Back in the late fifteenth century people were forbidden by law from working on a Sunday. During this time massive religious changes occurred in England. Forty three holy days that previously had been celebrated were dropped and a greater emphasis on the sanctity and uniqueness of the Sabbath instituted. Gradually, over many years, additional laws were introduced which punished vagrants, witches, ‘bastard-bearers’ and those who did not attend church. 
Several centuries later the issue of people working on Sunday, became a concern for the Councillors of the Shire of Moorabbin. Market gardeners in the shire were seen to be working on the Lord’s Day and as a consequence John Keys, the Shire Secretary and David Abbott, the President of the Shire and a solicitor by profession, were asked to report on their understanding of the law regarding Sunday work. 
The traditional horse drawn plough used in Moorabbin in the 1920s.
Abbott and Keys pointed out that there were two laws that were relevant. In Victoria the Police Offences Act of 1890 made it unlawful for any house, shop or store to open on a Sunday to trade. If the case was proved, the guilty person involved could be fined up to ten pounds. There were exceptions. Apothecaries and chemists could be open at any time of the day and there were special provisions for butchers, bakers, pastrycooks and confectioners. Both men thought that this Act did not apply to market gardeners but their reasons are not recorded in Council minutes. However they indicated that, in their view, it was not within the scope of local government to create bye laws on the matter.
The second relevant law, called The Lord’s Day Act, was passed in 1676 during the reign of King Charles II, more than two hundred years before Europeans settled in Australia. Nevertheless, as Victoria in 1894 was a British colony this English law applied. The Act stated:
“...that all and every person and persons whatsoever shall on every Lord’s Day apply themselves to the observation of the same by exercising themselves thereon in the duties of piety and true religion publicly and privately; and that no tradesman artificer workman labourer or other person whatsoever shall do or exercise any worldly labor business or work of their ordinary callings upon the Lord’s day or any part thereof (works of necessity and charity only excepted) and that every person being of the age of fourteen years and upwards offending in the - premises shall for every such offence forfeit the sum of five shillings; and that no person or person whatsoever shall publicly cry, show forth or expose to sale any wares merchandises fruit herbs goods or chattels whatsoever upon the Lord’s day or any part thereof, upon paid that every person so offending shall forfeit the same goods so cried or showed forth or - exposed to sale.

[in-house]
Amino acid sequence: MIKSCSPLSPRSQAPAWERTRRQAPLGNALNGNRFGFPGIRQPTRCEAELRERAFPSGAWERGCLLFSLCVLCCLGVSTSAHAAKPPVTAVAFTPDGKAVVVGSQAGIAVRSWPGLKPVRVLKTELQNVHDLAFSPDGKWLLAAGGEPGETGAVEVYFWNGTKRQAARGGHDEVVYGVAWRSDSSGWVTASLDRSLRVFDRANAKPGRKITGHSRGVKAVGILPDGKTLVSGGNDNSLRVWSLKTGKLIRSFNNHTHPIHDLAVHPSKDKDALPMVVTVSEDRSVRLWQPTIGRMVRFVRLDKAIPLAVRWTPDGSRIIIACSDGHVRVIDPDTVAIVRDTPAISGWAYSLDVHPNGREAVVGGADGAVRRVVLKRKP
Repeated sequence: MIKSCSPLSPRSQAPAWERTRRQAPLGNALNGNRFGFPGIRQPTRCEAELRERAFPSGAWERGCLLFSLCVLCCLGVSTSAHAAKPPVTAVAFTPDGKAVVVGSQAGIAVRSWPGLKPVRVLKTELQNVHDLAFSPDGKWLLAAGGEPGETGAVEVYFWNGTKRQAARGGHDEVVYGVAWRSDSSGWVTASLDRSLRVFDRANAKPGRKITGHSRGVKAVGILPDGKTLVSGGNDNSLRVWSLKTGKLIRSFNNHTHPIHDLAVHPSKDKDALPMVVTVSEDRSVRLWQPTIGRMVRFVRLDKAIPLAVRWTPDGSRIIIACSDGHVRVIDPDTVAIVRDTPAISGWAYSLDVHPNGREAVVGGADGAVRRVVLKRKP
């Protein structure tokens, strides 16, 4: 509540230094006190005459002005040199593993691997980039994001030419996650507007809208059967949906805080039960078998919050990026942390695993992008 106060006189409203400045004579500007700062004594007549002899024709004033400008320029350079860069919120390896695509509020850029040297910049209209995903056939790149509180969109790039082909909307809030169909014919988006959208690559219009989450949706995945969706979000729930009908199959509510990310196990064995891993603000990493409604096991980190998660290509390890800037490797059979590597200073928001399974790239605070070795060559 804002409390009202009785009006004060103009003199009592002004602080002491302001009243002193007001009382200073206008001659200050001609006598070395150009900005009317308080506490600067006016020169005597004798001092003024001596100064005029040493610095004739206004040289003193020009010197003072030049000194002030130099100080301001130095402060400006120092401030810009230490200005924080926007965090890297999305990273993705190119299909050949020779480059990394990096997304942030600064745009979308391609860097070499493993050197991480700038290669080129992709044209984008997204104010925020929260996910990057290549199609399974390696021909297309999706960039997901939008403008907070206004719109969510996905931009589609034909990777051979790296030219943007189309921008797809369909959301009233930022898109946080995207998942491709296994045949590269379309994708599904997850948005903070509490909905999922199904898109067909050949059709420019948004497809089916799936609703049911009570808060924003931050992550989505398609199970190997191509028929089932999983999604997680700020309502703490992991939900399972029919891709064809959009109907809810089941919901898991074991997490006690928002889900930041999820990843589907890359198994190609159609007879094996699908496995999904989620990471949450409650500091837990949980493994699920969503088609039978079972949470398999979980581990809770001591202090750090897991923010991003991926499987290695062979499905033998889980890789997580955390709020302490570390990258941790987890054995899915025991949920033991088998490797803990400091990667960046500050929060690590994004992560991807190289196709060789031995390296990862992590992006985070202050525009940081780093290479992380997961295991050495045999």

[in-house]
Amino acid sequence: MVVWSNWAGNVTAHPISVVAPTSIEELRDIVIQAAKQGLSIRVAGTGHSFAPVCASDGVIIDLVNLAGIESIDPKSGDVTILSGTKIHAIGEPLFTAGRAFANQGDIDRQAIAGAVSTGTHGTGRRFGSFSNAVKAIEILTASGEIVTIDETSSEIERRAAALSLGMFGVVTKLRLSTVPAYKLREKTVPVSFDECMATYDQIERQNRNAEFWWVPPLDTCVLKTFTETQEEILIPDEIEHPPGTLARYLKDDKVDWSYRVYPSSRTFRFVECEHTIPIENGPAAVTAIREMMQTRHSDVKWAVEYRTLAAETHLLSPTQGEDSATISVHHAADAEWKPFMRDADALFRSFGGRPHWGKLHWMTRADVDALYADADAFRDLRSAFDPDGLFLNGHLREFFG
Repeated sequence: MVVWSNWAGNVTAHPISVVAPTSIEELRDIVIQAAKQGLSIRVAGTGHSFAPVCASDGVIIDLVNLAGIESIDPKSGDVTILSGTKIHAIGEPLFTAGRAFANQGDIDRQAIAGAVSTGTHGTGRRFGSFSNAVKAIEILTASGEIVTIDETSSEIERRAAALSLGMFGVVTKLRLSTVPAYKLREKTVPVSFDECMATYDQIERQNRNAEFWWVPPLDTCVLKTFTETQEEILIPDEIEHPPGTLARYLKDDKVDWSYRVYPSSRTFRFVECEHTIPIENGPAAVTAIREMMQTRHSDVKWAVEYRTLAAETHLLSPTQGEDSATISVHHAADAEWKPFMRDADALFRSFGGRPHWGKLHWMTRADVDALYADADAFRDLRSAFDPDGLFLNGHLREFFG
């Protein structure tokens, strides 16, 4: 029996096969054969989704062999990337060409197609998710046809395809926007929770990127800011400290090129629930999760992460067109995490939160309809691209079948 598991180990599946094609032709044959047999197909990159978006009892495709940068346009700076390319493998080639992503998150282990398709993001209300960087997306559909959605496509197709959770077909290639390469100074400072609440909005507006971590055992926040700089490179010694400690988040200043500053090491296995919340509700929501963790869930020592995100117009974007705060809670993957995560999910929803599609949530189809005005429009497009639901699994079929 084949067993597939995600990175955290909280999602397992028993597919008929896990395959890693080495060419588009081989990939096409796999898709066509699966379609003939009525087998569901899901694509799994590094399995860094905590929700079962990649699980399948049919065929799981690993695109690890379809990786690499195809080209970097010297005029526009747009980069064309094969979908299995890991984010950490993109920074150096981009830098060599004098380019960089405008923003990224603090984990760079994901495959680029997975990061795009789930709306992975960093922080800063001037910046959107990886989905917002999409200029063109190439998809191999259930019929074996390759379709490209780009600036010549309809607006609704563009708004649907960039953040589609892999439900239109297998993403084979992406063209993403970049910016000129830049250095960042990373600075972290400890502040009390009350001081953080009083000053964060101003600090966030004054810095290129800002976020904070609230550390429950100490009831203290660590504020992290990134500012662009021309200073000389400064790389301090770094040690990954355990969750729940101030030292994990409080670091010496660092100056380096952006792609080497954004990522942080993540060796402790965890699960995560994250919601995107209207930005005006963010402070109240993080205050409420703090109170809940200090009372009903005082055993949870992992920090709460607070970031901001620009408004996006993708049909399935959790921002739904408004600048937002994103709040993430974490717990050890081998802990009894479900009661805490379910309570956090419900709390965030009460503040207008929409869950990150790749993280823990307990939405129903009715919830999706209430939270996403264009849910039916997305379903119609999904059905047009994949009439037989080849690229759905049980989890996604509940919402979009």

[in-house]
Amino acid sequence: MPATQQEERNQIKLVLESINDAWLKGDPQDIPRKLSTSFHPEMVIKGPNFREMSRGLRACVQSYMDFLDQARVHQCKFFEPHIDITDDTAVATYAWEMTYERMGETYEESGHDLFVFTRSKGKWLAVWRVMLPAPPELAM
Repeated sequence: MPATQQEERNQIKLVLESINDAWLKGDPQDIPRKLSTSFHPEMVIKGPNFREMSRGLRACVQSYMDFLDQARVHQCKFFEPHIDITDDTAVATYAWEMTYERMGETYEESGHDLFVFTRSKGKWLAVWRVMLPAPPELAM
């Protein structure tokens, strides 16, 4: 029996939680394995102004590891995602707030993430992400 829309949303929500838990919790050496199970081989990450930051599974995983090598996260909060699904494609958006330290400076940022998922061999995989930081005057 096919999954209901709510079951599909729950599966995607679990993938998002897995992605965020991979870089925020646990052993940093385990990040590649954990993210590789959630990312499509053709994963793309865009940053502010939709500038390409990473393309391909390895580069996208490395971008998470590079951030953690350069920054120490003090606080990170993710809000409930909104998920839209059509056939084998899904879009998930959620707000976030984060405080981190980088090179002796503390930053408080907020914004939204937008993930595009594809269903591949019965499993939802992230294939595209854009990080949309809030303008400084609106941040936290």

In 1863 an English farmer was charged under this law for making hay on a Sunday and fined five shillings. But the conviction was later quashed as the judge ruled that the Act did not apply to farmers. Abbott and Keys believed that market gardeners were in the same category as farmers and therefore the courts in Victoria would not punish them for working on Sundays. Should the Council successfully prosecute a market gardener for working on Sunday and he refused to pay the five shillings fine, the law stated that the guilty person should be placed in the stocks for two hours. Abbott and Keys thought this an “an obsolete form of punishment which in our days would appear ridiculous.” 
Almost two years later the question of people working on a Sunday was again raised in Council. Councillors Le Page and Mills asked that the Inspector of Nuisances report on persons working on the Sabbath Day. This was agreed to by the Council but the content of the report and the actions taken were not recorded.  Councillor Mills, with the support of Councillor Brownfield, again raised the matter of work on Sundays, on September 1900, but on this occasion the request was for the Secretary to write to the Chief Commissioner of Police drawing his attention to the fact that “Chinese Market Gardeners in this District are in the habit of following their daily occupation on Sunday.”  The following month Constable Holland was officially thanked for the actions he had taken to stop this practice.  Concern about the prevalence of Sunday work by Chinese market gardeners in the Shire was again an item of business for the Council in 1905 when councillors agreed that the attention of the police should be drawn to the custom.  Subsequently, however, they accepted the proposal that “when the engineer deems it necessary the day men be called out for Sunday work unless they have conscientious scruples.” 
Day men of the Shire of Moorabbin working on the construction of the Sandringham Oval c1900.
It was not for many years that the contentious issue of people working on Sundays was the subject of legislation by the Victorian Parliament. Today a wide range of services are available on a Sunday requiring individuals to work.
Graham J Whitehead
- Haigh, Christopher (Ed), The Cambridge Historical Encyclopedia of Great Britain and Ireland , 1985 page 185.
- Shire of Moorabbin Minutes, July 26, 1894.
- Ibid, July 26, 1894 Page 436.
- Ibid, June 1, 1896.
- Ibid, September 3, 1900.
- Ibid, October 1, 1900.
- Ibid, August 21, 1905.
- Ibid, September 16, 1906.
Article Cat. Did You Know?
Article Ref. 18